November 22, 2009

Sustainability is the only issue.

‘Fear not those who argue but those who dodge’

Sustainability is the only issue. It’s up to governments and it’s up to the people to sort it out.

When the House of Commons was debating whether or not to sign up to the 10:10 agreement – i.e. to decrease their organisational carbon footprint by 10% - the debate descended into a party political point scoring exercise which led nowhere and certainly did not lead to a commitment to decrease consumption by 10%. This is arrogance we do not have time for.

Conventional political and economic policies are destroying the very foundations of the well-being of humans and other animals. Our culture is in the grip of a value system which is fundamentally flawed. Humanity has been lording it over the natural environment, blind to the fact that humanity is just another dependent upon it. Soon humanity will be at the mercy of it.

Government policies should see to it that all human activities are indefinitely sustainable and protect the interests of the powerless against the powerful.
The current alarming situation regarding biofuels as a replacement for fossil fuels is merely a symptom of the rot. The clearing of virgin forest for monoculture palm oil production is lunacy. Rain forest is being cleared, ancient wetlands drained and indigenous peoples are being dispossessed of their lands.

Biofuels contribute substantially more to greenhouse gas emissions than is saved by burning slightly less fossil fuels, yet the European demand for biofuels (the EU target is 10% by 2020), coupled with sizable financial incentives to developers, is pushing up commodity prices and encouraging multi-billion dollar investment in infrastructure and refineries linked to large scale deforestation. The impact of this behaviour could be irreversible.

A paper published in the Proceedings of the National Academy of Sciences in February shows that the climate change we cause today “is largely irreversible for 1,000 years after emissions stop”. Around 40% of the carbon dioxide produced by humans this century will remain in the atmosphere until at least the year 3000. Moreover, thanks to the peculiar ways in which the oceans absorb heat from the atmosphere, global average temperatures are likely to “remain approximately constant … until the end of the millennium despite zero further emissions”.

The Copenhagen summit is squaring up to be yet another talking shop. Government has failed us.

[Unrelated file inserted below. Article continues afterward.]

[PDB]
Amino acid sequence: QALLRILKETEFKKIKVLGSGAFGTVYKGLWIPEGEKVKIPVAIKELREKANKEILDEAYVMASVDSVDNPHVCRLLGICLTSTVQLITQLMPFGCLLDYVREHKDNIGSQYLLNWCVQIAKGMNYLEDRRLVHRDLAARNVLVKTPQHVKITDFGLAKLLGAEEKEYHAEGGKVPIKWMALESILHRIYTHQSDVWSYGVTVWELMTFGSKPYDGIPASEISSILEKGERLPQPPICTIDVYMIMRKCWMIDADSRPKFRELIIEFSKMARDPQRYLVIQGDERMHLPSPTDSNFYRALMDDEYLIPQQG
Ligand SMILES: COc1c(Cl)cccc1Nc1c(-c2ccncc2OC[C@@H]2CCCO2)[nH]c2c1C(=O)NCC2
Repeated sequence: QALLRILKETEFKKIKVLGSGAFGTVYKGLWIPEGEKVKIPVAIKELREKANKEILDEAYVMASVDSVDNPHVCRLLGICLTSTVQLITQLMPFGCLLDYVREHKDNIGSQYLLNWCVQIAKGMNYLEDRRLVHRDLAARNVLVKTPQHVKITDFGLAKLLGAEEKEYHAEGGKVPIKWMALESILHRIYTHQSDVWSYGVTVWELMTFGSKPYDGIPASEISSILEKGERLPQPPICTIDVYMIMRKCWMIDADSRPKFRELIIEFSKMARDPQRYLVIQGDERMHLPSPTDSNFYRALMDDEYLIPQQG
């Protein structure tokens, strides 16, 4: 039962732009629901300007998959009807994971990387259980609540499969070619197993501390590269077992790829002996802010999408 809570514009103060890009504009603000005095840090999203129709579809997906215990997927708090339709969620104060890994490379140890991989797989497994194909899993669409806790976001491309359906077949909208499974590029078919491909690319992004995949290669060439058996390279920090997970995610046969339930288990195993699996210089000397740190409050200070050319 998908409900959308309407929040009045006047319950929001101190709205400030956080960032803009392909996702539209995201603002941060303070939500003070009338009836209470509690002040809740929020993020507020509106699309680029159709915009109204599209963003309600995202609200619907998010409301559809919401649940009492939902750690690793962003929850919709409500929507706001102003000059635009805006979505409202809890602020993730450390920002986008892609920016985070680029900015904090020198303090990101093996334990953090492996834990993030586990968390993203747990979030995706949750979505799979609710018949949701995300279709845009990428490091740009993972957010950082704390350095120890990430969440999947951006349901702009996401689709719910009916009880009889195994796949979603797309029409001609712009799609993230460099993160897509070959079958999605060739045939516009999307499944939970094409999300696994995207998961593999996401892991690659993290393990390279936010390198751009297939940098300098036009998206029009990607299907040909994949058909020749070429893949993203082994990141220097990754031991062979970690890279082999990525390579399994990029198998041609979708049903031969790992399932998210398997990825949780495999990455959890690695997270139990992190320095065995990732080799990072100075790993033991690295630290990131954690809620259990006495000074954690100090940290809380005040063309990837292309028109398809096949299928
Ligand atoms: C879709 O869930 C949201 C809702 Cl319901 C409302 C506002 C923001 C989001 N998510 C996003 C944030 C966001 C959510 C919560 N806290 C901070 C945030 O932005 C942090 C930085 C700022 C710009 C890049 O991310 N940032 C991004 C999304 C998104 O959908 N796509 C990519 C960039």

We do not have to add to the problem. Sign up at and reduce your own carbon emissions. Where were you when we reached the tipping point? Will you tell your children that you did everything in your power to stop climate change?

November 18, 2009

‘Forty acres and a mule’

The promise of forty acres and a mule was made to freed slaves after the American Civil War. It was a grand promise, but the supply of land was not infinite, and the promise was broken.

The land - the thing which by rights should not be owned, the thing which is integral to our existence. The land is our planet, our food, our home, and the greatest natural resource of all. In itself it is not wealth. It is a necessity.

The UN's Universal Declaration of Human Rights states: "Everyone has the right to own property individually as well as in association with others." There is no ambiguity here. It says ‘everyone’. Yet not everyone has the means to exercise that right.

There's no free land. Does that mean the earth has run out of room? It would, if we could show that all the available land was being efficiently used, but that is certainly not the case. The most valuable land in this mad world offers no mineral riches and will yield no crops: the world's most valuable land (in monetary terms) is urban land. In the wealthiest cities, large areas of valuable land lie idle, as their owners wait for higher prices in the future. Meanwhile, millions go hungry. Huge farms grow feed for animals, or crops for export and fuel whilst their neighbours starve. Agribusiness receives payment to hold fields out of use to "stabilize" food prices. Investors discover that producing wealth is far less profitable than simply holding onto valuable real estate and, later, pocketing its increased value.

The supply of land is fixed. There will never be any more of it. And land is needed for all production. As an economy becomes more productive, as technology and trade allow greater yield for the same effort - the demand for land increases, yet the supply stays the same. We cannot create more land. This means that the share of wealth taken by landowners automatically gets bigger whenever the total economy grows. There is, therefore, a built-in incentive in our system to hold land for speculative purposes.